ABOUT "The Palace Hotel"
DESCRIPTION: The Palace hotel has been described as "A beautifully restored Victorian Hotel in the heart of downtown Port Townsend." The Victorian Palace Hotel can be found on the second and third floor of the Captain Tibbals Building, that is a fine example of the architectural Richardson Romanesque style. The first floor is home to a restaurant and bar, with variety of "specialty retailers" located on the first floor, along the street level below the 2nd and 3rd floor of this building. A unique feature of the outside of this building is that its arched windows look like they "extend for two stories through the use of twin columns that bracket each window bay on the buildings facade"; so says their literature. The windows are stunning! ALL the guest rooms are named after the "girls" who worked on the second and third floor rooms from 1925 to perhaps 1940/41. In fact, Madam Marie's lovely corner suite was restored to how she liked it. The nineteen guest rooms and suites are "uniquely furnished" with antiques and Victorian decor, with most of them having a private bathroom. They have fourteen to fifteen foot ceilings, "Soaring windows" with some rooms having kitchenettes. Some of the rooms have stained-glass skylights. When we visited Port Townsend in the summer of 2012, they let me wander around the hotel, taking pictures. It is quite an impressive hotel, with ample lobby space on each floor. The decor is lovely, and we felt that we had stepped back into time when Captain Tibbals lived here. HISTORY: Captain Tibbals, a wealthy, retired seaman who wore a lot of hats in Port Townsend, invested $28,000 to build this grand three story, Victorian Richardson Romanesque style brick building, constructed to last. The construction began in 1887, and opened as billiard parlor and Townsend Tavern, in 1889, with rooms for rent on the 2nd and 3rd floor. There was one bathroom for each floor. Captain Tibbals and his family lived on the second floor. Because of it's winning combination of having a solidly built handsome building, that was located in a prime downtown spot, many businesses, legal and one known illegal, made their home here. Eventually, the first floor space was carved into several business spaces to rent to "specialty retailers." The Call Newspaper moved into one of them during the early 1900s. Over the years, the first floor businesses included The Egyptian Theater, the Northern Pacific offices, a grocery store, a state liquor store, a florist shop, and several restaurants. During Prohibition through the middle of the Depression, an upfront, well-known brothel and hotel opened up on the second and third floors, earning the nickname, "The Palace of Sweets." The Madame, of the Palace of Sweets was Marie, who had lovely corner suite on the second floor, that included a fireplace that was the only one in the building. Her room was "richly decorated," had "plush red wallpaper with deep green woodwork". As well as having the traditional outside rooms with windows, buildings that were built in the late 19th century, had four small interior rooms that had no windows, and were lighted by the large, stained-glass stairway skylight. During the Palace of Sweets years, the prostitutes used these interior rooms to service their clients with sensual, erotic activities frowned on by society. In 1935, the authorities tried to close down the Palace of Sweets with a raid, but other observations by a secretary, whose office was at the end of the 2nd hall floor, suggests that the brothel continued at least until 1940/1941, when World War 2 started. As late as 1940, a bunch of young women were seen by this secretary every day at noon, waiting for the second floor bathroom in their bathrobes, which suggests that the brothel may have still been running, but more underground than before. Or, it could be that single young women rented rooms here because they worked for other businesses in town. Though, it is fishy that they all gathered together to use the bathroom at noon, suggesting that they all got off work at the same time, which was probably late evening, early morning; the working hours of a prostitute. Being well-known as a brothel for at least ten years, operations would have to be very carefully planned, to avoid detection by the authorities, who may have been willing to look the other way if the brothel was discreet and subtle. By WW2, however, the brothel would've been closed down completely. At the beginning of World War 2, all brothels were ordered closed by the federal government, to help the war effort (Portland's Shanghai Tunnels). During the 1940s, a regular boarding house/office building came into being, that rented their rooms and main floor to businesses, and to individuals as well. Thirty years later, it was a different story though. By 1970, the building was a real fixer-upper opportunity. The upper floors were no longer very usable, which meant that the income generated by the businesses on the first floor had to cover the upkeep and expenses for the whole building. The Captain Tibbals Building was sorely in need of a boatload of money for restoration and renovation if it was to become a financially successful building once more. As The Captain Tibbals building had long been a well-loved icon in Port Townsend, money was successfully raised to finance a "long and tedious restoration" that was started in 1976. This immense restoration and renovation project included renovating and restoring the guest rooms to closely resemble their memorable past in the Victorian Era and the Roaring Twenties. While the completion of the restoration and renovation of the interior of the hotel was accomplished, in 1977, the restoration and shoring up of the woe-be-gone exterior and foundation was completed in 1984, thanks to a state and federal matching grant. Major foundation repairs as well the long missing sheet metal cornice were restored. Once again, this glorious building was able to use all of its space to create income for the owners, adding a star to historic Port Townsend's downtown section. Not only the people from the area and visitors were happy, but also entities that loved the Palace Hotel, or had a strong connection to this place were also very pleased! HISTORY OF MANIFESTATIONS: People who work hard at establishing a business, and are very proud of their accomplishments, sometimes like to come back and visit, protect or help the people who are now running their business in their beloved building, especially if the structure was restored and renovated. They also enjoy their memories of this favorite structure. ( Monteleone Hotel * Stanley Hotel * Benson Hotel * The Historic Kewaunee Inn ) Captain Tibbals was very happy with his 28,000 dollar Richardson Romanesque style dream building where he could run his own tavern and billiard parlor, and live there as well with his family. His spirit must be tickled pink with the restoration results as well as all the improvements, like fancy bathrooms! People who have some sort of strong attachment to a structure while alive, sometimes choose to stay or visit there in their after-life. ( Menger Hotel * Black Hawk Hotel * Monteleone Hotel * LaFitte's Guest House ) Entity of a former housekeeper makes a yearly appearance to check up on things. An Indian female entity; Grouse Woman, was perhaps the wet-nurse/mid-wife whose services were used for: One of the former owners' wives, or the pregnant prostitutes and any of their babies who survived. The boy entity, Adam, once lived there in the building with his mother. Entity of Male homeless man who used to sleep in the basement still calls the basement his home. People who experience the consequences of their actions, sometimes suffer a guilt or deep regret that keeps them in this world, still mourning and regretting their misbehavior or mis-step that caused tragic occurrences, sometimes trying to right their mistake that produced so much angst. ( DuPont Mansion Bed and Breakfast * USS Constellation-Neal Harvey * The Palace Theater * The Brantley Mansion ) The entity of Father Patrick had been asked to do last rites for all of the prostitutes' babies who died and were buried in the basement floor. Father Patrick broke his vows and had sex with a prostitute that he fell in love with, saw his child born dead in the basement, and did the last rites for the child, but felt he wasn't worthy to do so for this little soul, or for any of the other babies who died and were buried in the basement floor. Not only did he suffer from guilt, but also mourned the prostitute whom he had loved. She may have died too in childbirth, or left him; unable to love him back. Working as a prostitute or sex worker, came with occupational hazards such as disease, unwanted pregnancies, abortions, childbirth gone wrong, personal misfortune, heart-break or being murdered by a client may have shortened their lives. The prostitutes who were unable to carry their babies to term because of consequences of their risky occupation, saw their dead babies born and buried in the basement, causing them grief and guilt as well. At least one of these women may have died with her baby. Places that recognize and honor past residents or guests who once stayed there, sometimes encourages the spirits of these honored souls to come back and enjoy some of the acclaim, tickled to be remembered in this way in their after-life, that they didn't always experience while alive. ( Aaron Burr House Bed and Breakfast * Wolf Creek Inn * Woodbury Glebe House * Tuck Museum ) While "the girls'" clients enjoyed this guilty sensual pleasure, prostitution was looked on as a low-life line of work by general society, that soiled "the girls'" reputations forever in Port Townsend. When the Palace Hotel was restored to its former glory, each guest room was named after one of the many women who worked in the "Palace of Sweets." Receiving some positive attention and having their names attached to such lovely rooms, must have appeased their restless spirits somewhat. They even appear in their favorite Victorian gown, as spirits can choose to appear however they want to be seen by the living. Because the hotel was restored to its original Victorian decor, they wanted to fit in too; this time enjoying being just unseen or seen residents, who may try to work out their restlessness and hurts, while having some fun as well with the guests! Living the life of a prostitute was one that didn't offer much of a future, unless the woman could find a client-turned-boyfriend-turned husband, that would take her away from this low-life profession. When this hope of escape by getting married to someone who truly loves them is crushed by a tragedy, or a change of mind by the beloved husband-to-be, the prostitute was sometimes overcome with hopelessness and either ended her own life, or died of a broken heart. ( The Copper Queen Hotel * The Skirvin Hotel * The Dumas Brothel B & B * The 17 Hundred 90 Inn ) The entity known as the Lady in a Blue Dress; (perhaps Miss Claire or Katherine) walks the halls, looking for her lost lover, who suddenly disappeared, leaving her broken-hearted. A female entity, thought to be a prostitute, talked to some investigators through a "talking board," and told them her name was Betty and she was 39 years old. Spirits and ghosts have been known to attach themselves to paintings, that they leave to come into the structure where the painting has been hung on the wall. ( That Steak Joint building * The Curtis House Inn * General Wayne Inn building * Redwood Library and Anthenaeum * Morris Jamel Mansion ) The entity known as The Lady in a Blue Dress has been seen coming out of her portrait that hangs on the wall. MANIFESTATIONS: “If you come here, you might get touched by a ghost and it will startle you, but I don't want people to think this is a scary place,” says housekeeper manager, Cheryl Heller. General Activity: Staff, visitors, and guests have been treated to the following paranormal experiences: Having "encounters" with solid, life-like female entities dressed in Victorian gowns. Having the experience of being touched by unseen hands that brush past them as they walk down the hallways of the hotel. Orbs that are not insects or dust have been captured on film and digital photography and cameras in several places in the hotel. Known Entities: Entities of Captain Tibbals, Adam, former housekeeper, homeless man, Father Patrick, Claire, Katherine and Betty. The Second Floor The Female Entity - Known as: The Woman in a Blue Dress; (Some think that her name is Claire or Katherine.) Since the 1960s, "The Woman in the Blue Dress" is often seen at top of stairs on the 2nd floor level. This entity has been seen leaving her portrait that hangs on the wall on the second floor, at the top of the staircase. Her favorite room is Room 4, and she has fun teasing the living at times. In the hotel's "Ghost Files," an incident was reported and noted. Guests who were spending the night in Room 4 were startled when the door suddenly "bolted open." They didn't disappoint her, and gave the spirit some chuckles as they dashed down to the night manager and reported her behavior promptly. Other guests have reported dreaming about the Lady in Blue, who likes to appear in people's dreams. People sleeping in room 3 or 4 are awakened by strange noises, and have heard a cry or a groan. Other guests have noticed an aroma of perfume. Other guests have felt a cold draft from the hall. They hear a knocking on the door but when they opened the door, no one is there. One guest claims to have been touched by her. The Second Floor Lobby: The Entity of Captain Tibbals Described as being a benign, happy male presence who likes to stay in this area, where he can observe all the activity, and remember his fond memories. Female Entity in Room 9: Perhaps a former tenant, or one of "the girls." She makes her presence known at times, but no details are given in my sources. I bet some details are in the hotel's "Ghost Files." The Third Floor: Room 3: A female presence; Perhaps this could be Mrs. Tibbals, some former tenant, or another one of "the girls." This female entity likes to stand near the stove, as she has been seen and felt there. Entity of Betty; A female entity, thought to be a prostitute. She talked to some investigators through a "talking board," and told them her name was Betty and that she was 39 years old. Entity of a little boy; Perhaps a child of Captain Tibbals, or of a former tenant, or one of the prostitutes' babies born here that survived a few years. This friendly little boy, around six to eight years old, told the manager/housekeeper, Cheryl Heller, that his name was Adam. Adam asked psychic medium Robin where his mother was. His apparition has been seen throughout the third floor. Shadow of a person has been seen going down the hallway. The Basement; A place where the joint was jumpin'. Entity of Man: Identified as a homeless man who used to sleep here. Described as a mellow soul, pleased to be able to continue to stay in his favorite place in this world. Seen by staff member, Susan Euro, who was putting away the Palace Hotel Christmas decorations. She saw the solid back of a male, described as being bald, wearing a plaid shirt, sitting at the basement work bench. He looked like a real person. He was there one moment, but gone the next. If he was a real person, he would've had to walk past her. Entity of Indian Woman, with spirit children; (perhaps the spirits of the dead babies or her own kids) Talked to psychic medium Robin Alexis during the PIHA investigation. This pleasant, friendly female entity called herself, Grouse Woman, and told Robin that she had died in a fire. Strong emotional energy of grief and regret is very much apparent; some of it is residual, some of it comes from mourning entities. Entity of love-sick Father Patrick, full of guilt and in need of forgiveness: This unhappy spirit confessed his misdeeds to psychic medium Robin Alexis. He failed his vow of chastity, by falling in love with one of the prostitutes, made her pregnant, and then having to minister the last rites to the still-born infant. After this happened, Father Patrick didn't feel his services for either live and dead infants were any good because of his own sin. Plus, the prostitute he loved either died with her baby, or left him. He continued to long for her. Entities of sorrowful prostitutes: Psychic Robin Alexis also was overcome by the feeling of great sorrow of the prostitutes who lost their still-born or premature babies, and having to see their little bodies buried in the basement dirt. PARANORMAL FINDINGS: Many guests and staff, especially the manager/housekeeper, have all had personal experiences with the friendly spirits. Within The Palace Hotel's "Ghost Files," many of these experiences have been shared on paper. PIHA investigation group, led by Kathy Gavin, president of the Lewis County Historical Museum, assisted by the nonprofit's founder, Vaughn Hubbard, along with Psychic medium investigator, Robin Alexis, conducted both a psychic and scientific investigation of The Palace Hotel, and got some interesting results. Video of Investigation. Psychic medium investigator, Robin Alexis, who has a radio talk show and a Web site on psychic phenomenon, came along with these investigators and was able to connect with some of the spirits, while the PIHA were able to capture hard evidence, including EVPs, etc., that back up conversations Alexis had with the spirits. Fascinating stuff! Visit the results. STILL HAUNTED? A "Big Yes Indeed" is in order, with one exception. When Psychic medium Robin Alexis was able call on a higher power, Jesus, and sought the help from other spirit priests who had crossed over, the tortured soul of Father Patrick found peace from his guilt, and forgiveness for his wrong-doing. Consequently, Father Patrick became unstuck, and was able to pass over, and leave the basement. Even though Father Patrick was released, other spirits, maybe as many as ten, still call The Palace Hotel their home or favorite place to visit.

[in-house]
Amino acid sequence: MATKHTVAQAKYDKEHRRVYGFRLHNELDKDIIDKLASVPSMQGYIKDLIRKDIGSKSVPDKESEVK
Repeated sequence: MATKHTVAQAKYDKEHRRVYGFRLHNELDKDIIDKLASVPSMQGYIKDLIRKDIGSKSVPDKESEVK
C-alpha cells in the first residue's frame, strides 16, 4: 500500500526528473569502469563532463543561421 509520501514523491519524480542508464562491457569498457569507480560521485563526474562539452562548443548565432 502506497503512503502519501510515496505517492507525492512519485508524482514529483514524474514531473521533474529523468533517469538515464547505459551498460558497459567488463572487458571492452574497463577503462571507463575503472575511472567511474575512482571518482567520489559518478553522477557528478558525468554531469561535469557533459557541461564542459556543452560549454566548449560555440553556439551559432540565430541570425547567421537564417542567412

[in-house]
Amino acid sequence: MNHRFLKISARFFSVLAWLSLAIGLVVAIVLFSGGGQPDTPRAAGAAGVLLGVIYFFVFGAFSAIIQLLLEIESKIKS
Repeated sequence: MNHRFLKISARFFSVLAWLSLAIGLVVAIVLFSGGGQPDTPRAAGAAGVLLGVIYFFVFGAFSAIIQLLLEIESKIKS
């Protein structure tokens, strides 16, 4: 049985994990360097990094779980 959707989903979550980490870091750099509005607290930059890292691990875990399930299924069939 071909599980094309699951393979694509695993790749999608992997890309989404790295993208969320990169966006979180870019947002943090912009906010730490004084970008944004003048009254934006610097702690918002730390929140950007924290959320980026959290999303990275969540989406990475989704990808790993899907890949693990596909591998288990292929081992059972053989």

Suitable for all guests and families (HALLOWEEN FUN)
PHOTOS & VIDEOS
The Palace Hotel VIDEOS
The Palace Hotel PHOTOS
MAP & DIRECTIONS
1004 Water Street, Port Townsend, Washington, 98368